Dr James Austin in his book 'Zen-Brain Reflection', labels the states
that occur after the makyo states but prior to kensho-satori states as
absorption or Samadhi states, and asserts that these are not
kensho-satori states.

These Samadhi states as decribed by Dr Austin appear to be none other
than the states labeled in Theravada buddhism  as Jhana states.

See article below on Jhana states.


Definitions of jhana in theravada on the Web:
    * Jhāna (Pāli: झन; Sanskrit: ध्यान
Dhyāna) is a meditative state of profound stillness and
concentration. It is sometimes taught as an abiding in which the mind
becomes fully immersed and absorbed in the chosen object of
attention,characterized by non-dual consciousness. ...

Excerpt from:

"Dhyāna in the early sutras

In the early texts, it is taught as a state of collected, full-body
awareness in which mind becomes very powerful and still but not frozen,
and is thus able to observe and gain insight into the changing flow of
experience.[1] <#cite_note-ReferenceA-0> [2] <#cite_note-1>  Later
Theravada literature, in particular the Visuddhimagga
</wiki/Visuddhimagga> , describes it as an abiding in which the mind
becomes fully immersed and absorbed in the chosen object of
attention,[3] <#cite_note-2>  characterized by non-dual
consciousness.[4] <#cite_note-3>

The Buddha himself entered jhāna, as described in the early texts,
during his own quest for enlightenment, and is constantly seen in the
suttas </wiki/Sutta_Pitaka>  encouraging his disciples to develop
jhāna as a way of achieving awakening and liberation.[5]
<#cite_note-4> [6] <#cite_note-5> [7] <#cite_note-6>

One key innovative teaching of the Buddha was that meditative absorption
</wiki/Jhana>  must be combined with liberating cognition.[8]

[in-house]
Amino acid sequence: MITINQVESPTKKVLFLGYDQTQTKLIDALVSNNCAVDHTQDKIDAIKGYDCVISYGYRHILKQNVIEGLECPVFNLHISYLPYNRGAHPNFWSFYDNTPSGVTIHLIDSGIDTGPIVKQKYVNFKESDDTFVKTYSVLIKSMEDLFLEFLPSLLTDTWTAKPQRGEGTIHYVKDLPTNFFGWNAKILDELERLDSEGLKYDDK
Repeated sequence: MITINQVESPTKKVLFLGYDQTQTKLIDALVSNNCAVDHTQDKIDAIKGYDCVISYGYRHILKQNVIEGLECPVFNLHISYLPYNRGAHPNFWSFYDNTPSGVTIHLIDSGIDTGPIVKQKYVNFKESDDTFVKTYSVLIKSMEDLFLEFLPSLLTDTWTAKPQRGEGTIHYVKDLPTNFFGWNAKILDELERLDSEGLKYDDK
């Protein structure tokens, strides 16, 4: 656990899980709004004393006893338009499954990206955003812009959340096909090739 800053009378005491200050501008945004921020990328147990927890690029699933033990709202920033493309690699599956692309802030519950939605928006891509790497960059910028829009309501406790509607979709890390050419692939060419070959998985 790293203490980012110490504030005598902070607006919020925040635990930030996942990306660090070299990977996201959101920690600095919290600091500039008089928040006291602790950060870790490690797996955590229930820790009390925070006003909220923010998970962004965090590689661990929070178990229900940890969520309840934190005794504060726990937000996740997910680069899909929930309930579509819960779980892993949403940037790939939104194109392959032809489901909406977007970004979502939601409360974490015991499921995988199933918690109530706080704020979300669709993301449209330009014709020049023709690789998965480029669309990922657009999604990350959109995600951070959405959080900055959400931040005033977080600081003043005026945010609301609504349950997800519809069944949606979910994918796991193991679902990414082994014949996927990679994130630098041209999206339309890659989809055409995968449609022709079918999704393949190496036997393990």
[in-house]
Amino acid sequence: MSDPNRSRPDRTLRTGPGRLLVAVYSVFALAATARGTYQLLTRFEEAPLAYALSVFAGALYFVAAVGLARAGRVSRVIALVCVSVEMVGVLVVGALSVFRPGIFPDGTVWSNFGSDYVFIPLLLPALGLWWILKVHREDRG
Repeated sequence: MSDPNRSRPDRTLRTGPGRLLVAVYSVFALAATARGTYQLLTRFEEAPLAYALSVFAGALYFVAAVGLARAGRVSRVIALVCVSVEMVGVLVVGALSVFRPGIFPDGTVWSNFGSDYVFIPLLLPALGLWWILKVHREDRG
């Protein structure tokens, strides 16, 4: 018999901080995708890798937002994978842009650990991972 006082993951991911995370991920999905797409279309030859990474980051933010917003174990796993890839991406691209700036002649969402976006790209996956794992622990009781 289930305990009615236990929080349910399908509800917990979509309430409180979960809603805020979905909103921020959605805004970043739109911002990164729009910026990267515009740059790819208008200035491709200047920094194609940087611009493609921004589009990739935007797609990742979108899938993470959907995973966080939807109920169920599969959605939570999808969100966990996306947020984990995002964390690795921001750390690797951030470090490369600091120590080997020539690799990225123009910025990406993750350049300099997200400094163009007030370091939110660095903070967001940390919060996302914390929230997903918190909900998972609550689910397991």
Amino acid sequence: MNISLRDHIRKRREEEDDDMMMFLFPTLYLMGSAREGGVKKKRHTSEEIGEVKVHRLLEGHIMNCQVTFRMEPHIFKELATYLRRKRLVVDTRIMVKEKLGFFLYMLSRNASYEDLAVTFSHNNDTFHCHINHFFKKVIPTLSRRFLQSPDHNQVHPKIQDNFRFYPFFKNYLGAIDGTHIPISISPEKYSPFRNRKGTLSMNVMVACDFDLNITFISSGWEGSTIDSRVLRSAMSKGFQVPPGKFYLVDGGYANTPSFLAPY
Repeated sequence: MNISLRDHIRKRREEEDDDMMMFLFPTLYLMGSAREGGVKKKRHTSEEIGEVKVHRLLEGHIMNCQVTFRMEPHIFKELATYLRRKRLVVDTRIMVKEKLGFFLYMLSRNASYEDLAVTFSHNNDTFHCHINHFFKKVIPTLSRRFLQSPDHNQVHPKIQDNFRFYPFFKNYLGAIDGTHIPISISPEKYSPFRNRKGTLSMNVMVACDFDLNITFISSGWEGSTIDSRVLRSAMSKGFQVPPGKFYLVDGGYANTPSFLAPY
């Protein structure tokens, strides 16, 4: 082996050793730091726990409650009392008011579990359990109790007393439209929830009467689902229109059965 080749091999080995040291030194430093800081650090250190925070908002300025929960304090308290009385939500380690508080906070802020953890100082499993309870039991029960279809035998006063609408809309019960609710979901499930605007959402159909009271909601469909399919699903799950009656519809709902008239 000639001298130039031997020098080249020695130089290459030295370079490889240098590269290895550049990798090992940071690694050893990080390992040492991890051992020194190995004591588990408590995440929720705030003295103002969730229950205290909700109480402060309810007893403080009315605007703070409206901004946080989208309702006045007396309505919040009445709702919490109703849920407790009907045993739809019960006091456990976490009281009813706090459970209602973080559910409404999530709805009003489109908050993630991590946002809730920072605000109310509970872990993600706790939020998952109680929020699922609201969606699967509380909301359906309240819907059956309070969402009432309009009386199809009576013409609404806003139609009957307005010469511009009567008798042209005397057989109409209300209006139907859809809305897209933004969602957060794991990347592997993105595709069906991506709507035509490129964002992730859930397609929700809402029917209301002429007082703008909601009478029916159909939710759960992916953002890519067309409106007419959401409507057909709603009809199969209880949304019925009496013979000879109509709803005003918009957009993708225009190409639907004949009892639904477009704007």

Just before his passing away, The Buddha entered the jhānas in
direct and reverse order, and the passing away itself took place after
rising from the fourth jhāna.[9] <#cite_note-8>

The Buddha's most well-known instructions on attaining jhana are via
mindfulness of breathing </wiki/Anapanasati> , found in the
Ānāpānasati Sutta </wiki/Anapanasati_Sutta>  and

For definitions of Samadhi, see:

  --- In, <billsm...@...> wrote:
> Siska,
> In your post below what you refer to as the “…un-enlightened
mind…” is what I usually call the ‘discriminating
mind’ or ‘rational mind’ or ‘dualistic
mind’. And yes, koans cannot be resolved by using this mind. They
can only be resolved/responded to from Buddha Mind which is what remains
after the discriminating mind drops away.
> Conventionally you should say that it takes a really accomplished
teacher and a good student to properly use this technique; but a neither
a teacher nor koan study is absolutely necessary to realize Buddha
Nature or experience Samadhi (which are pretty much the same thing). All
you really need to do is sit (zazen) and quiet your mind (cease the
workings of your discriminating mind). A good teacher and koan study can
certainly help do this, but as I said are not absolutely necessary.
> …Bill!

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